Feasibility and adjustments
“Transforming the Henry Borden plant into a reversible hydroelectric plant would enable the full use of its capacity and save up to 7,500 liters of water per second from Billings, thereby improving the supply to Greater São Paulo,” says Domingos, the author of the proposal. “Such a solution is significant at this time of supply crisis, and would solve an old conflict in the system, between generating power and supplying water.” The proposal was submitted in June and August 2015 at Poli-USP and at the Institute for Technological Research (IPT) and accepted by Empresa Metropolitana de Águas e Energia (EMAE), the state government agency responsible for the operation and maintenance of the Henry Borden. “The project sounds interesting, but we need studies to prove its economic, technical, institutional and environmental feasibility,” says Fernando José Moliterno, a mechanical engineer and manager of EMAE’s Department of Planning and Engineering. Domingos believes the cost and benefits of making Henry Borden reversible will depend on a detailed environmental, economic and engineering plan.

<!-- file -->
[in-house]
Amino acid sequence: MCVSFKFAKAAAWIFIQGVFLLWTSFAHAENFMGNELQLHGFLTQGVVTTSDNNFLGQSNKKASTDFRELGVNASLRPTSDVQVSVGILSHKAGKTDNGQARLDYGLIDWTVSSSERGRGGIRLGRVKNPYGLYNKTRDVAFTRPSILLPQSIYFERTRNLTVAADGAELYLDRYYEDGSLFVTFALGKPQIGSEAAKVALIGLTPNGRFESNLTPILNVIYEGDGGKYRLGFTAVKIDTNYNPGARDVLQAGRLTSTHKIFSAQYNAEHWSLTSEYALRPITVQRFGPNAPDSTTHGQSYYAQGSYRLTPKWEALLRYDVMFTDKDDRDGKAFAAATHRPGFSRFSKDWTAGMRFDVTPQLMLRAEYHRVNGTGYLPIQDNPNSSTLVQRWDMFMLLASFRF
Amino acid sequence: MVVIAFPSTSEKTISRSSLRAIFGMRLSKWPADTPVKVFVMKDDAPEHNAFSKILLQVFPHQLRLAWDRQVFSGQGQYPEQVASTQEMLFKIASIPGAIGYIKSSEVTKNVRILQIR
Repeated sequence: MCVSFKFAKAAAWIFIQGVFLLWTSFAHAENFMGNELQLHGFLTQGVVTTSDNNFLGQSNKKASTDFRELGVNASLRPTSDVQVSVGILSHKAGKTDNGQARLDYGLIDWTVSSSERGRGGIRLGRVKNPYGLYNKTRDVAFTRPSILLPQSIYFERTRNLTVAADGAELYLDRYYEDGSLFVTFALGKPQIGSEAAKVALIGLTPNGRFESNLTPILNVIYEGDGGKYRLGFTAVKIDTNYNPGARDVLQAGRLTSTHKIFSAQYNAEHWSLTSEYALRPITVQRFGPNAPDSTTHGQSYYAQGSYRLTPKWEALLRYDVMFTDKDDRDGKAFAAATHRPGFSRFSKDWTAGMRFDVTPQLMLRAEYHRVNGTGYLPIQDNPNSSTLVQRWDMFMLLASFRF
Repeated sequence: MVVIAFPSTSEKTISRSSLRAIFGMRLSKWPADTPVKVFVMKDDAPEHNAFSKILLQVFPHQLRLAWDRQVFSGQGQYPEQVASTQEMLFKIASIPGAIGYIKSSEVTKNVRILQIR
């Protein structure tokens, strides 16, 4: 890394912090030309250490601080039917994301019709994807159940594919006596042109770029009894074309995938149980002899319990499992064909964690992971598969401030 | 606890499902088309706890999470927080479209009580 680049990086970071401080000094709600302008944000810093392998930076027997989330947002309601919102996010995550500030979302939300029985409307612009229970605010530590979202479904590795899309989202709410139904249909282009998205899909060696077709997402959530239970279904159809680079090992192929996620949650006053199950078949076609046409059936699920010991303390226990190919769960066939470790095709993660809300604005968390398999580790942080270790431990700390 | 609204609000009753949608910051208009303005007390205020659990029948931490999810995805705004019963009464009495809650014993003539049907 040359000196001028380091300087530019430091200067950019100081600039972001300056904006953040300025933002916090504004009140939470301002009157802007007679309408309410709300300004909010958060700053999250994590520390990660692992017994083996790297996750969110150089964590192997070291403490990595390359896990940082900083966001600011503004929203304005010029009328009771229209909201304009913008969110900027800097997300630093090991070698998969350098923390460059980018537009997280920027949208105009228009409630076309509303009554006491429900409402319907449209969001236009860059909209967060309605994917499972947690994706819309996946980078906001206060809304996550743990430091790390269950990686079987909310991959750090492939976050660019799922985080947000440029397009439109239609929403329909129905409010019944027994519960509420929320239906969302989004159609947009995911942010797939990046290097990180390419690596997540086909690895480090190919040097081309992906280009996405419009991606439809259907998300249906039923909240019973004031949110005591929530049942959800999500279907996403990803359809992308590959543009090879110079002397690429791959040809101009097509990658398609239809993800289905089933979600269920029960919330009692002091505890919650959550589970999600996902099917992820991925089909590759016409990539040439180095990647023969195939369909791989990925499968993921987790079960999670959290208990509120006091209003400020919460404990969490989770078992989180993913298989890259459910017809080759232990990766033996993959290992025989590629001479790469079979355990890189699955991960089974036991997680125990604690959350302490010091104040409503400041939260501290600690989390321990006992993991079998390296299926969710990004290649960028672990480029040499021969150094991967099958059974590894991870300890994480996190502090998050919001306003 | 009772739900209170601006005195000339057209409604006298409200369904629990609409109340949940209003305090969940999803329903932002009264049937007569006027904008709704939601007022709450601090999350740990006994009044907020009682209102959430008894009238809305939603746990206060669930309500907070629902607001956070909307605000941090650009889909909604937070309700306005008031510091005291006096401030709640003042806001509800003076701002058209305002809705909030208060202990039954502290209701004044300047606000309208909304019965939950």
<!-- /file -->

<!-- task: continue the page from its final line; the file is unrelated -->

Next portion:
Under Domingos’ proposal, it would take two major adjustments to turn the Henry Borden complex into a reversible hydroelectric plant, which consists of two plants, one external and one underground, carved into the rock. The first step would be to build the lower reservoir to store the water used to move the turbines—currently, the water is directed toward regional rivers. The other would be to install a pumping station and a pipeline to send the water back to the Billings system, high up into the mountain (see Infographic). “We already have the technology for this,” says Domingos, adding that the lower reservoir would be built between the existing drain channels now used to drain water from Billings.